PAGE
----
Ismail Serageldin, Director_General of the Library of Alexandria, presented a vision of universal access to all knowledge for all people at all times.

It was noted that low quality data is often used to make policy and that this is a worse problem in developing countries.

Nico Stehr defined knowledge as the capacity to act. Science is a source of uncertainty, of hypotheses and probabilities, and hence it becomes politicized. In this time of social fragility, he predicted a new field, knowledge policy.

It was suggested that in developing world already existing power lines can be used for both narrow and broad band connectivity

Juergen Renn addressed the professional journal crisis, noting that print distribution dissemination is failing because the costs of scholarly journals are too high. He wished for open access, free journals, free university courseware.

Tim Berners_Lee described the semantic web, using standards to tag items that appear across records, for instance zip codes, so that then web information can be sorted or grouped in new ways by each individual user. And he described global governance (2) as horizontal and interactive, wondering how many contributors have been affected by an intervention, how can we better construct partnerships.

My sense of the thrust of the two days: scientists and researchers must get involved in regulatory regimes, in selling the impact of their work, in establishing national alliances; they must continue to push for openness.

The digital divide is only a small part of the divide caused by poverty.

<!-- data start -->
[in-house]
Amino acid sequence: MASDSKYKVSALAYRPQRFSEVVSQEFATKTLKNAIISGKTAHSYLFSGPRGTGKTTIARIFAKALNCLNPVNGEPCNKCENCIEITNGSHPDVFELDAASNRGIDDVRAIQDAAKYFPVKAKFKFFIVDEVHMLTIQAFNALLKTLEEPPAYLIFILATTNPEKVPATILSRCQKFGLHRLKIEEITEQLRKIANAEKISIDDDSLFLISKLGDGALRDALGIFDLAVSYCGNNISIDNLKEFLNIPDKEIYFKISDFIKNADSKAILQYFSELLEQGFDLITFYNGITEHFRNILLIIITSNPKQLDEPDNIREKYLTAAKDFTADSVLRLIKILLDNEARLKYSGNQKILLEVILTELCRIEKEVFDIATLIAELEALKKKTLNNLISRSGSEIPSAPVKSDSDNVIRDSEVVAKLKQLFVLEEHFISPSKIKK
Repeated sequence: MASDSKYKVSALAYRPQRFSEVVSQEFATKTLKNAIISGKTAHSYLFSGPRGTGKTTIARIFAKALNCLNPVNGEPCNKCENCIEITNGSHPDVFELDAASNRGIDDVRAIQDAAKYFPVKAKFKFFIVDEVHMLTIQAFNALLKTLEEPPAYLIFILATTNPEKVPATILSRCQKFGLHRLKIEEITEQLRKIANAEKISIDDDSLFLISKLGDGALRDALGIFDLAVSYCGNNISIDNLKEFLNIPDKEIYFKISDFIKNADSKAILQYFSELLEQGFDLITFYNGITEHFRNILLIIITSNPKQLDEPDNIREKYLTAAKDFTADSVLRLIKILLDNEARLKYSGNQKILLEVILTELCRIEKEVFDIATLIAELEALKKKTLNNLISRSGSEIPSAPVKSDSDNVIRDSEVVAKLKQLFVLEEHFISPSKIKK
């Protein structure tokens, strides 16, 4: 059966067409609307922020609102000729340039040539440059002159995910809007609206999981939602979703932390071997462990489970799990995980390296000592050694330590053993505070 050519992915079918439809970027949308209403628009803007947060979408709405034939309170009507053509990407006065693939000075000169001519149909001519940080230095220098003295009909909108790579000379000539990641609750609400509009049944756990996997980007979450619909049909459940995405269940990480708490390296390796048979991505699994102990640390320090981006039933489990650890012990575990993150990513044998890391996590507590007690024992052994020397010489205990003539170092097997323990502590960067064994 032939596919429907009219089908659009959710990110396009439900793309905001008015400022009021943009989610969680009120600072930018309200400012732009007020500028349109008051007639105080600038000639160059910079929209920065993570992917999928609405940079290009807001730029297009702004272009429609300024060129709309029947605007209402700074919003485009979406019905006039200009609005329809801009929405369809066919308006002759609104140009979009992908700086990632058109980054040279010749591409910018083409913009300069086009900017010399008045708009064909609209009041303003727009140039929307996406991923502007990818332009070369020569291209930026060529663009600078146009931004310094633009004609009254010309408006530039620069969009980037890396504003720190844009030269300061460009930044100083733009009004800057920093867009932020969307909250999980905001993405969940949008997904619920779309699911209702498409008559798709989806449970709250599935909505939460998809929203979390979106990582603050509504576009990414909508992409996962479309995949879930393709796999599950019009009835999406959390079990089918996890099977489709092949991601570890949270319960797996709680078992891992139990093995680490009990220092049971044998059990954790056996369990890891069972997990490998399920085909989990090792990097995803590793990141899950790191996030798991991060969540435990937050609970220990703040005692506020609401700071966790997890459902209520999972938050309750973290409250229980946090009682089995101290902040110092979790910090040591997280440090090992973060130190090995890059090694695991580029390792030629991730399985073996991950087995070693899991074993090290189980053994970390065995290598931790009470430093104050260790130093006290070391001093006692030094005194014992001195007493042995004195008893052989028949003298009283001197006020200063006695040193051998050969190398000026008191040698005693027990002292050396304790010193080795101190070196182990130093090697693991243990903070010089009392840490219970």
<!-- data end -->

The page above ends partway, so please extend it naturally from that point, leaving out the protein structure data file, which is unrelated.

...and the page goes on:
The word governance means very different things in the construct global governance and in the construct internet governance.

Researchers and scientists must become involved in the political, in local policy.

Luciano Maiani. CERN Director General summarized some of the results that emerged from the five parallel sessions.

1. Education: there is consensus that education is necessary for development, that South_South cooperation can play a key role and that ICTs are essential in the learning process in all stages of life.

2. Health: ICTs can help in priority public_health areas such as safe water, for example in capacity_building.

3. Environment: planners and decision makers need accurate and timely information; scientific North_South collaboration is essential to ensure the accessibility of data.

4. Economic Development: open_source software should be made available; the exchange and use of scientific data could be a model for the rest of society.

5. Enabling technologies: it is important for scientists to engage in the policy arena and define projects with clearly visible benefits, for example the GRID.

Several general themes have emerged as guidelines and have received clear support at RSIS:

_ That fundamental scientific information be made freely available;

_ That the software tools for disseminating this information be also made freely available;

_ That networking infrastructure for distributing this information be established world_wide;

_ That training of people and equipment to use this information be provided in the host nations

_ That general education is an indispensable basis for the Information Society.